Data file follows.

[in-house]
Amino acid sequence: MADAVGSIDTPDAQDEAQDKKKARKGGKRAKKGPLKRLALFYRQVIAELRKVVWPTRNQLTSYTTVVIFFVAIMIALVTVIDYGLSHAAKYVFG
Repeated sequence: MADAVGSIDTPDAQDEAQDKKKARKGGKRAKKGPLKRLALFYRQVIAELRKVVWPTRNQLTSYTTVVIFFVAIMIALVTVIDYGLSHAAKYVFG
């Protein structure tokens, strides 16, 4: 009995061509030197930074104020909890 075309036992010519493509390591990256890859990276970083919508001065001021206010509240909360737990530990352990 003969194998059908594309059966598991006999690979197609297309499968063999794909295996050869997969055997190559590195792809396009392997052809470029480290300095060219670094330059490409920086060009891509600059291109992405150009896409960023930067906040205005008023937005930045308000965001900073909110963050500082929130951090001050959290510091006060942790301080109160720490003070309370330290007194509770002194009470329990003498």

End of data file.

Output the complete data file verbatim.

[in-house]
Amino acid sequence: MADAVGSIDTPDAQDEAQDKKKARKGGKRAKKGPLKRLALFYRQVIAELRKVVWPTRNQLTSYTTVVIFFVAIMIALVTVIDYGLSHAAKYVFG
Repeated sequence: MADAVGSIDTPDAQDEAQDKKKARKGGKRAKKGPLKRLALFYRQVIAELRKVVWPTRNQLTSYTTVVIFFVAIMIALVTVIDYGLSHAAKYVFG
């Protein structure tokens, strides 16, 4: 009995061509030197930074104020909890 075309036992010519493509390591990256890859990276970083919508001065001021206010509240909360737990530990352990 003969194998059908594309059966598991006999690979197609297309499968063999794909295996050869997969055997190559590195792809396009392997052809470029480290300095060219670094330059490409920086060009891509600059291109992405150009896409960023930067906040205005008023937005930045308000965001900073909110963050500082929130951090001050959290510091006060942790301080109160720490003070309370330290007194509770002194009470329990003498």